Signal-to-noise ratio

Signal-to-noise ratio (often abbreviated SNR or S/N) is meaningful both in the context of information theory and, informally, for Usenet or other newsgroup-like services.


Technical sense

Signal-to-noise ratio is an engineering term for the power ratio between a signal (meaningful information) and the background noise:


\mathrm{SNR} = {P_\mathrm{signal} \over P_\mathrm{noise}} <math>

Because many signals have a very wide dynamic range, SNRs are often expressed in terms of the logarithmic decibel scale. In decibels, the SNR is 20 times the base-10 logarithm of the amplitude ratio, or 10 times the logarithm of the power ratio:


\mathrm{SNR (dB)} = 10 \log_{10} \left ( {P_\mathrm{signal} \over P_\mathrm{noise}} \right ) = 20 \log_{10} \left ( {A_\mathrm{signal} \over A_\mathrm{noise}} \right ) <math>

where P is average power and A is RMS amplitude.

Signal-to-noise ratios are closely related to the concept of dynamic range, where dynamic range measures the ratio between noise and the greatest un-distorted signal on a channel. SNR measures the ratio between noise and an arbitrary signal on the channel, not necessarily the most powerful signal possible. Because of this, measuring signal-to-noise ratios requires the selection of a representative or reference signal. In audio engineering, this reference signal is usually a sine wave, sounding a tone, at a recognized and standardized magnitude, such as 1.228 VRMS (+4 dBu).

Often the signals being compared are electromagnetic in nature, though it is also possible to apply the term to sound stimuli. Due to the definition of decibel, the SNR gives the same result independent of the type of signal which is evaluated (such as power, current, or voltage).

SNR is usually taken to indicate an average signal to noise ratio, as it is possible that (near) instantaneous signal to noise ratios will be considerably different. In general, higher signal to noise is better. (i.e. cleaner.)

Digital signals

When using digital storage the number of bits of each value determines the signal-to-noise ratio. In this case the noise is the error signal caused by the quantisation of the signal, taking place in the analog to digital conversion. For n bit integers the dynamic range (DNR) is also determined. The formula is:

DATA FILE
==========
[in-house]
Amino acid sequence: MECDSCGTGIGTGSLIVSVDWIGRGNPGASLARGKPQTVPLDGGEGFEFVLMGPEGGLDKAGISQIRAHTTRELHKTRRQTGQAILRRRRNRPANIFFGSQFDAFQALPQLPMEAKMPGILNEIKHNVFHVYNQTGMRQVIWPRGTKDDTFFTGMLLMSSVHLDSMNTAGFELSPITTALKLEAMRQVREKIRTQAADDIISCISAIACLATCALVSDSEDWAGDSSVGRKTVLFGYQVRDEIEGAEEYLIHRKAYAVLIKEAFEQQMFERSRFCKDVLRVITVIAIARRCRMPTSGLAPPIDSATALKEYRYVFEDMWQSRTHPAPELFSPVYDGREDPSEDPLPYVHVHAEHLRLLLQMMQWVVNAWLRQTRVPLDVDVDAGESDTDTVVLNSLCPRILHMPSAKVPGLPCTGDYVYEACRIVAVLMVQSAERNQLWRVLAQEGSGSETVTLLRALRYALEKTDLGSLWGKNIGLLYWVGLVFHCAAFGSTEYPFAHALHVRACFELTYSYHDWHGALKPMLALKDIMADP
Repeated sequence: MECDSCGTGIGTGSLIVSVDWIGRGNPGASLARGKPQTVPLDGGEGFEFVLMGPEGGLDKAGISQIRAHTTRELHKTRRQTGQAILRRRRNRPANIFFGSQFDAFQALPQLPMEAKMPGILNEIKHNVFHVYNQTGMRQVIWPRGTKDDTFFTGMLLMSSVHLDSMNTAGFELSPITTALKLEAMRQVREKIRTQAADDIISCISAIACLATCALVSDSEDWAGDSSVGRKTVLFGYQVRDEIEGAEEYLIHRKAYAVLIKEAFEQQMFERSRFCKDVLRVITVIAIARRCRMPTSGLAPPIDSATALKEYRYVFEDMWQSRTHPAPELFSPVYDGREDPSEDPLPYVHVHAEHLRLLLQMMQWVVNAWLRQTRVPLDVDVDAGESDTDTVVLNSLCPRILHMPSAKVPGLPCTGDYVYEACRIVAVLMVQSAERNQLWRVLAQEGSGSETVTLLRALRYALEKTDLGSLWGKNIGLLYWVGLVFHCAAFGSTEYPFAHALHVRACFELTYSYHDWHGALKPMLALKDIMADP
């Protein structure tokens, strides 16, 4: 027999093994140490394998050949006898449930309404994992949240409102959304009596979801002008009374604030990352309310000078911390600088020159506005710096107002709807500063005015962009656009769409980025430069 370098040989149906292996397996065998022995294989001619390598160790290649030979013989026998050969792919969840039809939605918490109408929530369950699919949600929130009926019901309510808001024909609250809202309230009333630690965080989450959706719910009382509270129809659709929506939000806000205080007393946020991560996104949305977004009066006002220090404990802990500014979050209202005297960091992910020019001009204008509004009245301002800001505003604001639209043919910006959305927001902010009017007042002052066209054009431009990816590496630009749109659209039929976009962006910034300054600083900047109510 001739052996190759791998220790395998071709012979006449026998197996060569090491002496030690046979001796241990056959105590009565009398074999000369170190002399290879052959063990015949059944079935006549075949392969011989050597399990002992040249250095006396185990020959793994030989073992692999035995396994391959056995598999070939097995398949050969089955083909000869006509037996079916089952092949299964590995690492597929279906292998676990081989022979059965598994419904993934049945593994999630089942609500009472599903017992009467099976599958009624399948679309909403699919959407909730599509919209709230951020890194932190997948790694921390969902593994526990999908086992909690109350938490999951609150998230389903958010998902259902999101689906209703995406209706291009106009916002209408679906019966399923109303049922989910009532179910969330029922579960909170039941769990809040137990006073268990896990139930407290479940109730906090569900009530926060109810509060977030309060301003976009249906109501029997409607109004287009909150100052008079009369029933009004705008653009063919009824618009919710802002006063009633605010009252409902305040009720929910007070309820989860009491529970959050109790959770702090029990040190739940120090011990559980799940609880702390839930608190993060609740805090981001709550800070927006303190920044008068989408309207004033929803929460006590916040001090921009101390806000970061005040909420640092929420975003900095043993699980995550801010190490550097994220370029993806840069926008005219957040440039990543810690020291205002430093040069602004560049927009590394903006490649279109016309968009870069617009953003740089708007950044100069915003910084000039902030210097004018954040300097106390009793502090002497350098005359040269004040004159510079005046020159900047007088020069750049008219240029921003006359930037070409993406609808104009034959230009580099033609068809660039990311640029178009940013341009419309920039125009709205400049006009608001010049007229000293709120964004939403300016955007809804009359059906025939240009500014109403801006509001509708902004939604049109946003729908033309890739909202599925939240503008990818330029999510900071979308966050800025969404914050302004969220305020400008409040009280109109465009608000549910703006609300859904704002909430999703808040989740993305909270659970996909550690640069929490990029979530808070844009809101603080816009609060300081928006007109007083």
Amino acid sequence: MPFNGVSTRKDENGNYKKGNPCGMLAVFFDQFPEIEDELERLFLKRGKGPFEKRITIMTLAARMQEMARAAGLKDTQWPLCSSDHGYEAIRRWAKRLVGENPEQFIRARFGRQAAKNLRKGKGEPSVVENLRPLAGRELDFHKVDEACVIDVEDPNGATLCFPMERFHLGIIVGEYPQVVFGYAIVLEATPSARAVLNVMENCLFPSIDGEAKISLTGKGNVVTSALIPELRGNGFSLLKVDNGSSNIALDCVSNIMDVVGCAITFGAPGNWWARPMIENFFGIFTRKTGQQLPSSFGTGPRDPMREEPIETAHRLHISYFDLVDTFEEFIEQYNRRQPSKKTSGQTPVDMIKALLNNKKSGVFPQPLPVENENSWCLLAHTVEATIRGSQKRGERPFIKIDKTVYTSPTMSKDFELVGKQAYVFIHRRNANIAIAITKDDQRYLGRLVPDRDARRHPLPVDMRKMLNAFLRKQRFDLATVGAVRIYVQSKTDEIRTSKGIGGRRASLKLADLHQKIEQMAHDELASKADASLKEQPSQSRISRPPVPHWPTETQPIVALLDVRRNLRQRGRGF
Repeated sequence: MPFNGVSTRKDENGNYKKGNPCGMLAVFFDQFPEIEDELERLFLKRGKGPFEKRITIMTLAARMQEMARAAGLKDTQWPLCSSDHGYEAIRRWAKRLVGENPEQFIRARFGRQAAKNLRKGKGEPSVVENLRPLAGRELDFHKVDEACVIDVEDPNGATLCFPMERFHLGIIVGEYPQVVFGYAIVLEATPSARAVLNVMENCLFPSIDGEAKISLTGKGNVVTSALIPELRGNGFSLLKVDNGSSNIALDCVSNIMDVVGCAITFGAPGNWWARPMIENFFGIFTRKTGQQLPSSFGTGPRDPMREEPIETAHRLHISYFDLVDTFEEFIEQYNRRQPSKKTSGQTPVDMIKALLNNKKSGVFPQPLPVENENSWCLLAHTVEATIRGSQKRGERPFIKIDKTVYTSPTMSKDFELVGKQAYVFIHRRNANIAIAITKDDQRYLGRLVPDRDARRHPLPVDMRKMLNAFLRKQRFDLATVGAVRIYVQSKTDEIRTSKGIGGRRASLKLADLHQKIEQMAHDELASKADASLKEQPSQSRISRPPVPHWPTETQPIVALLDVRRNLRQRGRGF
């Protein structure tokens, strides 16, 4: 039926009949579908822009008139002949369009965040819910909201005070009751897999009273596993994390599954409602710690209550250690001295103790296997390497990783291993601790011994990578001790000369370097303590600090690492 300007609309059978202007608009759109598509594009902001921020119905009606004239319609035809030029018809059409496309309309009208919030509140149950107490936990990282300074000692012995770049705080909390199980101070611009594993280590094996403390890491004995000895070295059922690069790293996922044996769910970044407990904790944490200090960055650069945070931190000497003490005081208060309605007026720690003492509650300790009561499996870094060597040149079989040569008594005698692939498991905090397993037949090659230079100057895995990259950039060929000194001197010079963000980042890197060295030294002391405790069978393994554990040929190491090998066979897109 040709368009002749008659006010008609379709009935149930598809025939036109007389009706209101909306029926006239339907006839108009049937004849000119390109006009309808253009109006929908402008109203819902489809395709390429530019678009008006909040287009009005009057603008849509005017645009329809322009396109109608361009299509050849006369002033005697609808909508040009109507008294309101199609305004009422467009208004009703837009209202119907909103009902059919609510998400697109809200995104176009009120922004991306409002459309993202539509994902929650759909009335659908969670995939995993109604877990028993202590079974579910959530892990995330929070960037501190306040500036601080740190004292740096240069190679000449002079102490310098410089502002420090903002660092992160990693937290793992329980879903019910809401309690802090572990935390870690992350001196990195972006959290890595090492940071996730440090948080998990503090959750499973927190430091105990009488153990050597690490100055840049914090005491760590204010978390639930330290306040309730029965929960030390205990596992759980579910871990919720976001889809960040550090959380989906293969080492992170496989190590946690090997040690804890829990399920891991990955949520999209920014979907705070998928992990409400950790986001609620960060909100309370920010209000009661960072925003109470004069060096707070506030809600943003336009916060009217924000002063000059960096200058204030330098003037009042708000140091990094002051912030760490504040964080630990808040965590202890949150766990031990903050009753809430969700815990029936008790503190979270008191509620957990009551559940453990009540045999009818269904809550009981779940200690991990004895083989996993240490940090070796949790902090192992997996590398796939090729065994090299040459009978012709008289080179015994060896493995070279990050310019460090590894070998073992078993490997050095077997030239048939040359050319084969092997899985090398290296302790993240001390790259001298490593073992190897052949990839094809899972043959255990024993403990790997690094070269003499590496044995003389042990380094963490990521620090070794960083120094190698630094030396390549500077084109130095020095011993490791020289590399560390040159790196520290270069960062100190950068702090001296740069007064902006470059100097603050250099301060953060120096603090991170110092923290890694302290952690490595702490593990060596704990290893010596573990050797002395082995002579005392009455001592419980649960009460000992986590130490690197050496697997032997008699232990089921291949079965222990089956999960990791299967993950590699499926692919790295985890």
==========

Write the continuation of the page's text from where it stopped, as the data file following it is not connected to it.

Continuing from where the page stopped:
<math>DNR = SNR = 6.02 n<math>

Each extra quantisation bit reduces the level of the quantisation noise by roughly 6 dB.

For floating point numbers, with n bits in the mantissa and m bits in the exponent:

<math>DNR = 6.02 * 2^m<math>

<math>SNR = 6.02 * n<math>

Other texts have defined the signal-to-noise ratio as

<math>SNR = 10(2n-1)log(2)+10(3)<math> or <math>SNR = 6.02n + 1.76<math>

for digital-to-analog converter outputs with a full-amplitude sine-wave signal.


  • Often special filters are used to weight the noise: DIN-A, DIN-B, DIN-C, DIN-D, CCIR-601, and special filters in video. (Kammfilter)
  • Maximum possible full scale signal can be charged as peak-to-peak or as RMS. Audio uses RMS, Video PP, which gave +9 dB more SNR for video.

Informal use

In common usage, "signal-to-noise ratio" describes the ratio of useful information to false or irrelevant information, for example in an online discussion forum.

The term has been used e.g. on Usenet, where off-topic posts and spam are regarded as "noise" that interferes with the "signal" of interesting discussion.

Many Internet users prefer moderated forums, for instance, because moderation can improve the SNR of a forum. The Wiki collaboration model addresses the same question in a different way, by granting every user the power to "moderate" content. The assumption is that a majority of users are motivated by belief in the project goals, which leads to improved SNR by making it easier to add "signal" than "noise".

See also

es:Relación señal-ruido fr:Rapport_signal-bruit pl:SNR nl:SNR


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